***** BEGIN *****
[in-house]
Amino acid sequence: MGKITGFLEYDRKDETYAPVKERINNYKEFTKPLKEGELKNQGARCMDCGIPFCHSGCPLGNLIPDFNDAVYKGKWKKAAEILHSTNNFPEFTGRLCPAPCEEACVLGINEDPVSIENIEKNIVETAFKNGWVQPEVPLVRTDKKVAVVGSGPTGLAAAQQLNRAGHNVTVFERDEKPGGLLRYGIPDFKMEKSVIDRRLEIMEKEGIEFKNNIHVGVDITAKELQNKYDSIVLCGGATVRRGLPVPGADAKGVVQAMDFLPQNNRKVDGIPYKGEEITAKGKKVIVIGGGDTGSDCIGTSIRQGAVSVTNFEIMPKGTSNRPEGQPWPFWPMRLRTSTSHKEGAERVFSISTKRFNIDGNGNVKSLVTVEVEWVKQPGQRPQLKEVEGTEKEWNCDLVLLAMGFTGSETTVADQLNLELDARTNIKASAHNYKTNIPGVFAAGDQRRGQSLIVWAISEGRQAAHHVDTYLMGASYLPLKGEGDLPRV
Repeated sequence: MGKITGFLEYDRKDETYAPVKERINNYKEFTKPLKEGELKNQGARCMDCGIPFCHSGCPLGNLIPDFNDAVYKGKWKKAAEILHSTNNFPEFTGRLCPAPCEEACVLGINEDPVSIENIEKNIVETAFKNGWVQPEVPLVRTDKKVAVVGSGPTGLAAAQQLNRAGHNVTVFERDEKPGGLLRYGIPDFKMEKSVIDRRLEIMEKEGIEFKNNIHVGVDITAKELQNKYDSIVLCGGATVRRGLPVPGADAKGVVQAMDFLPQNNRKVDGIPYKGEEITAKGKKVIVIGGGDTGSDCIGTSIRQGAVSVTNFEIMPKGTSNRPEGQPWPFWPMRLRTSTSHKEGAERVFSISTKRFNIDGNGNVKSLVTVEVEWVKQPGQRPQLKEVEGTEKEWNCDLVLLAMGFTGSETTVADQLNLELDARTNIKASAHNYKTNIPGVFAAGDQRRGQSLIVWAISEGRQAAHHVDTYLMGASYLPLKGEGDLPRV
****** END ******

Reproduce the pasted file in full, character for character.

[in-house]
Amino acid sequence: MGKITGFLEYDRKDETYAPVKERINNYKEFTKPLKEGELKNQGARCMDCGIPFCHSGCPLGNLIPDFNDAVYKGKWKKAAEILHSTNNFPEFTGRLCPAPCEEACVLGINEDPVSIENIEKNIVETAFKNGWVQPEVPLVRTDKKVAVVGSGPTGLAAAQQLNRAGHNVTVFERDEKPGGLLRYGIPDFKMEKSVIDRRLEIMEKEGIEFKNNIHVGVDITAKELQNKYDSIVLCGGATVRRGLPVPGADAKGVVQAMDFLPQNNRKVDGIPYKGEEITAKGKKVIVIGGGDTGSDCIGTSIRQGAVSVTNFEIMPKGTSNRPEGQPWPFWPMRLRTSTSHKEGAERVFSISTKRFNIDGNGNVKSLVTVEVEWVKQPGQRPQLKEVEGTEKEWNCDLVLLAMGFTGSETTVADQLNLELDARTNIKASAHNYKTNIPGVFAAGDQRRGQSLIVWAISEGRQAAHHVDTYLMGASYLPLKGEGDLPRV
Repeated sequence: MGKITGFLEYDRKDETYAPVKERINNYKEFTKPLKEGELKNQGARCMDCGIPFCHSGCPLGNLIPDFNDAVYKGKWKKAAEILHSTNNFPEFTGRLCPAPCEEACVLGINEDPVSIENIEKNIVETAFKNGWVQPEVPLVRTDKKVAVVGSGPTGLAAAQQLNRAGHNVTVFERDEKPGGLLRYGIPDFKMEKSVIDRRLEIMEKEGIEFKNNIHVGVDITAKELQNKYDSIVLCGGATVRRGLPVPGADAKGVVQAMDFLPQNNRKVDGIPYKGEEITAKGKKVIVIGGGDTGSDCIGTSIRQGAVSVTNFEIMPKGTSNRPEGQPWPFWPMRLRTSTSHKEGAERVFSISTKRFNIDGNGNVKSLVTVEVEWVKQPGQRPQLKEVEGTEKEWNCDLVLLAMGFTGSETTVADQLNLELDARTNIKASAHNYKTNIPGVFAAGDQRRGQSLIVWAISEGRQAAHHVDTYLMGASYLPLKGEGDLPRV